Still, while they pile up accolades, achievements and titles, Black quarterbacks entering the league are still asked to change positions almost annually despite proving their ability to play the position in college. Some of them are criticized when they protest social issues that affect Black people.
So, the question that needs to be asked is: Are Black quarterbacks treated fairly?
According to our Tylt poll, a large majority believe that the times have changed when it comes to perceptions of Black quarterbacks. 26.6 percent of our users with available age data in a poll from November 2017 to February 18 fall in the 18-34 age range. It’s not hard to see why when they dominate the highlight reels with their spectacular plays.
In 2019, 12 Black quarterbacks started at least one NFL game, representing 21.1 percent of quarterbacks who did the same—up from 18.5 percent in 2018. You can go back 20 years to 1999 when Black signal callers represented 14.5 percent of quarterbacks who started to see that the numbers are increasing.
Still, 70 percent of players in the NFL are Black, showing that the quarterback position is still lagging behind in terms of diversity. And it’s not from a lack of performance.
Doug Williams led Washington to a Super Bowl XXII win, even securing the Super Bowl MVP. Randall Cunningham led the league in passing in 1988. Warren Moon did that two straight years from 1991 to 1992. Steve McNair won the NFL MVP in 2003. The NFL has had decades to give more Black quarterbacks a chance, but a gap in numbers still remains.
Fresh off a 2019 season where he threw for 32 touchdowns and completed nearly 70 percent of his passes for 3,851 yards and was second in the Heisman Trophy voting, Oklahoma quarterback Jalen Hurts was asked a question that many Black quarterbacks have been asked when they make it to the NFL. Would you be willing to change position?
“I’ve always been a team-first guy,” he answered, “but I’m a quarterback.”
Even after he was drafted in the second round by the Philadelphia Eagles, many fans automatically compared him to New Orleans’ Swiss army knife (and white) player Taysom Hill. The same Taysom Hill who never got close to a Heisman Trophy and only completed 58.2 percent of his passes at BYU.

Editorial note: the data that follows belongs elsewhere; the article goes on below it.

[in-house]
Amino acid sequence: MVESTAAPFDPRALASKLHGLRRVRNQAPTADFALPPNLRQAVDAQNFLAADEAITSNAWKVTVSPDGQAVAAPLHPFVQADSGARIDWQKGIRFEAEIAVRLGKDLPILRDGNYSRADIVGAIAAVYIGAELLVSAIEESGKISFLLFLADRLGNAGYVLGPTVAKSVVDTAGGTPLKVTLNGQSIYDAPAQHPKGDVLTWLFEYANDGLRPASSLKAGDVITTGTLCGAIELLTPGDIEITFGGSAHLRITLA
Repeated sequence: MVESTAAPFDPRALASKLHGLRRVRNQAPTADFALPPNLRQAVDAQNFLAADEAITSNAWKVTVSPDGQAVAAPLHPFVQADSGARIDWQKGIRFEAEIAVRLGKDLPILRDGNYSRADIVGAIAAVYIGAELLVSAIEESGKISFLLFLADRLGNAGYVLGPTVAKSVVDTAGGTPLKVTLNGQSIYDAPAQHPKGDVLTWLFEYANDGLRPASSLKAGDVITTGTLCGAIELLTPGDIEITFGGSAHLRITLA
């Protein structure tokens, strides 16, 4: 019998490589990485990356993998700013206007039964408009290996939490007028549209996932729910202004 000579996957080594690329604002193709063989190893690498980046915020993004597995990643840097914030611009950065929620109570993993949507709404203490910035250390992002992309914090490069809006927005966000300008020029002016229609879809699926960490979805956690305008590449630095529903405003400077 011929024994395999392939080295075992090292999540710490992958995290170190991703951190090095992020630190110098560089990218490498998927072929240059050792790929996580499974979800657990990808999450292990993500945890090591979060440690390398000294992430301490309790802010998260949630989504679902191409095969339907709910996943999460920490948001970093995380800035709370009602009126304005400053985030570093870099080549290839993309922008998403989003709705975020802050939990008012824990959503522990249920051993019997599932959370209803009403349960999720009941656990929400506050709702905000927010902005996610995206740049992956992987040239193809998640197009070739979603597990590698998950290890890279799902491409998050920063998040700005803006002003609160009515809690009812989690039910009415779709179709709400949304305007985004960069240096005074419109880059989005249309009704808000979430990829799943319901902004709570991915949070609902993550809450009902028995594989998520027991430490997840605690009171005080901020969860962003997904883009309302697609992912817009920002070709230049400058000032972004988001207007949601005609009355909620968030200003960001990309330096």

Hurts also quarterbacked two Power Five teams to the College Football Playoff, but fans and media members are still putting him in this “athlete” box despite his success dissecting defenses from the passing position. His story isn’t a rare one amongst Black dual-threat quarterbacks.
Lamar Jackson—Heisman Trophy-winning quarterback Lamar Jackson—was asked to run wide receiver drills at the 2018 NFL Combine. Why would an NFL scout ask a quarterback who had one of the greatest seasons in college football history to run routes?
“It has greatly to do with conscious and unconscious bias, and the way in which specifically whiteness has allowed us to believe how Blackness should operate,” The Ringer Staff Writer Tyler Tynes says. “Because of that, you have people like Lamar Jackson who’s told he should be a wide receiver. You have the perception of what Black quarterbacks should be.
“These things aren’t going away because we actually haven’t dismantled the mechanism in which we talk about racism.”
Like Jackson, Hurts is going to have to prove himself worthy of playing the quarterback position at the NFL level, despite doing more than enough to show his skills in college. The Eagles may be grooming him as a quarterback, but fans already seem sure he’ll be a one-off, gadget play athlete instead.
But what many seem to forget is just because he can run, it doesn’t mean he wants to run. He shouldn’t be forced to catch passes and run the ball just because he has an extra dimension. His athleticism should be an asset, not a curse.